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Agents detail ‘daily’ border fence battle, seek post-Obama ‘restart’

Agents detail ‘daily’ border fence battle, seek post-Obama ‘restart’

February 27, 2017

In the tiny Arizona city of Douglas, a Border Patrol surveillance camera is trained on a 10-foot-high fence with Mexico. After a few seconds, footage shows a figure appearing out of nowhere and the fence suddenly opens to allow a pickup truck through. A car follows, and they speed off into adjoining neighborhoods while the makeshift gate slams shut.

The Wild West still has a foothold here, more than 100 years after gunslingers Wyatt Earp and Doc Holliday called Douglas home. Only the outlaws are cartels and traffickers.

And while President Trump is vowing to step up enforcement and seal off the southern border, agents in Border Patrol say they are still grappling with fallout from the Obama years – which they contend allowed security problems like this to fester.

“We weren’t allowed to do our job,” Brandon Judd, president of the National Border Patrol Council, the border agents’ union, told Fox News.

Judd said the agency is now seeking a “restart” after years of neglect.

In his last term, President Obama’s so-called ‘catch and release’ policies often allowed illegal immigrants to go free awaiting court dates, while most asylum seekers were accepted. The border itself continued to suffer as it has for years from gaps exploited by drug and human traffickers – like the breach seen in the exclusive November 2016 footage from Douglas, Ariz. That ‘gate’ was created by perpetrators on the Mexican side using a blowtorch to cut a metal panel and then affixing hinges and latches. Putty and paint are used to touch up the American side, making the gate almost indiscernible.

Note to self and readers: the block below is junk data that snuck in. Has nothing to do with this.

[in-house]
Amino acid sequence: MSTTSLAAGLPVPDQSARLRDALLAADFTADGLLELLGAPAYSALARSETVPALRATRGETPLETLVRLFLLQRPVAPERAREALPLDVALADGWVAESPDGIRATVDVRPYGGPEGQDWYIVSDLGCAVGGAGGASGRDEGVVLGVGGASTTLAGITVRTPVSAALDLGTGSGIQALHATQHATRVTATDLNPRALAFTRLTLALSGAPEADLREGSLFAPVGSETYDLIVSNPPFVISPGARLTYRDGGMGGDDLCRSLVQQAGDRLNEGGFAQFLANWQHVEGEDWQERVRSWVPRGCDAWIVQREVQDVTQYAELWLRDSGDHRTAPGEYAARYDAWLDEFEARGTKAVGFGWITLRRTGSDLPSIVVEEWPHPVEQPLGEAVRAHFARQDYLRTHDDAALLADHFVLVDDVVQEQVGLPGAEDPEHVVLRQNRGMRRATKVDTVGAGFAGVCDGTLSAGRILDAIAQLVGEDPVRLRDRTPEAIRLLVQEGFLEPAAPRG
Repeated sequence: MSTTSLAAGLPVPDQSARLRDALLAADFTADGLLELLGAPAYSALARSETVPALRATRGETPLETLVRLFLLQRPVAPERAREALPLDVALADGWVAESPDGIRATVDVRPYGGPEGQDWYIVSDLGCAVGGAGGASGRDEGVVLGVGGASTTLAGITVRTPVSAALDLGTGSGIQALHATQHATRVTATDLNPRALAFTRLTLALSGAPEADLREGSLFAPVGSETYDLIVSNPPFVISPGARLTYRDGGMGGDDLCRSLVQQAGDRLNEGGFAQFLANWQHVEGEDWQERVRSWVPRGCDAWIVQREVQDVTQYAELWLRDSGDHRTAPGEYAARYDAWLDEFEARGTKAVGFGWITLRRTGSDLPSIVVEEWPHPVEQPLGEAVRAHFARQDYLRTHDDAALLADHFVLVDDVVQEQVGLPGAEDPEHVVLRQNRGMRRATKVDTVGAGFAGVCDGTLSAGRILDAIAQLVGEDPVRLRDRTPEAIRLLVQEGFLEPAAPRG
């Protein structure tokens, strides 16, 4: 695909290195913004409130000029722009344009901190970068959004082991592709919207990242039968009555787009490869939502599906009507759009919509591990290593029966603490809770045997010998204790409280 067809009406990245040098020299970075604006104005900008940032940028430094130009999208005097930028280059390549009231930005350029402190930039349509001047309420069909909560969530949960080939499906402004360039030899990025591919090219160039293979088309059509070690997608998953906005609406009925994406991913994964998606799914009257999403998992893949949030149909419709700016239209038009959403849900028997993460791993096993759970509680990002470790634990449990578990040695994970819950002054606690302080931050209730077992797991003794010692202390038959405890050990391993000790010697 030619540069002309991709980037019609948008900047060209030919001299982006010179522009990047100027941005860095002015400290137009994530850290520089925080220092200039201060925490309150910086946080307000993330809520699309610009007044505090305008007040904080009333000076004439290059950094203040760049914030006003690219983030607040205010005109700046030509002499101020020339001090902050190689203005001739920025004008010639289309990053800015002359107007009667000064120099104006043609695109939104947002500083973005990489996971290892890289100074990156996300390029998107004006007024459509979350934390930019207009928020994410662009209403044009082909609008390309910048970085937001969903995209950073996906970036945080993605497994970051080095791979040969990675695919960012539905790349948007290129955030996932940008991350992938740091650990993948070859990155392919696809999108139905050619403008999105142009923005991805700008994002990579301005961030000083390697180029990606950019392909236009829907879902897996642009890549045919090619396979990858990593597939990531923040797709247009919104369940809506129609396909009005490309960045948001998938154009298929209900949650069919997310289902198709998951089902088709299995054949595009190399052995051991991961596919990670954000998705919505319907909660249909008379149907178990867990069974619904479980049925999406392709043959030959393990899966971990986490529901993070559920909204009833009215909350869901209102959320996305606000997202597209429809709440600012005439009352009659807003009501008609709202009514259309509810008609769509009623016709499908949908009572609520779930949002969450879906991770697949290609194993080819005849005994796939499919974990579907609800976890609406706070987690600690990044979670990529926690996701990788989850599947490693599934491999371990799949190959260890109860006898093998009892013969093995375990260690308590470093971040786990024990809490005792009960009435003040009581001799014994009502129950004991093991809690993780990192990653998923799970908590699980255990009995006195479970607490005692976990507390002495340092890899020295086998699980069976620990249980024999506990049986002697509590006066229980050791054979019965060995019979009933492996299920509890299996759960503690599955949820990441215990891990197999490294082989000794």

Further, agents have grappled with a shift of resources from the field to the office. According to Judd, only 20 percent of the workforce was actually patrolling the border toward the end of the last administration due to extensive paperwork required to process asylum seekers and high attrition tied to low morale.

“We just cannot continue with the same management that we’ve had, which created our problems,” Judd said. “We expect the president to drain the swamp – ours should be the first one drained. We have to hit the restart button.”

Since taking office, Trump has ordered an end to “catch and release,” and the promise of reinforcements generally has boosted spirits inside the agency.

But even as the new president moves to empower agents, it takes a year to hire and fully train personnel — so a ramped-up border force is still in the distant future, Judd said.

The Border Patrol currently has 19,700 agents, far below the allotted number of 21,370. Trump wants to hire another 5,000, which is what Judd said is needed.

“We were definitely lacking resources [under Obama],” said a second agent who has worked the Arizona border for more than a decade and did not want to be identified. “Anything that could be done to tie our hands behind our backs was done, no doubt about that.”

The Obama Years

While the video showing unfettered access across the Mexican border was shot during the Obama years, agents still encounter this dangerous scenario today: Ingenious border crossers using blowtorches to create gates big enough to allow trucks to pass through.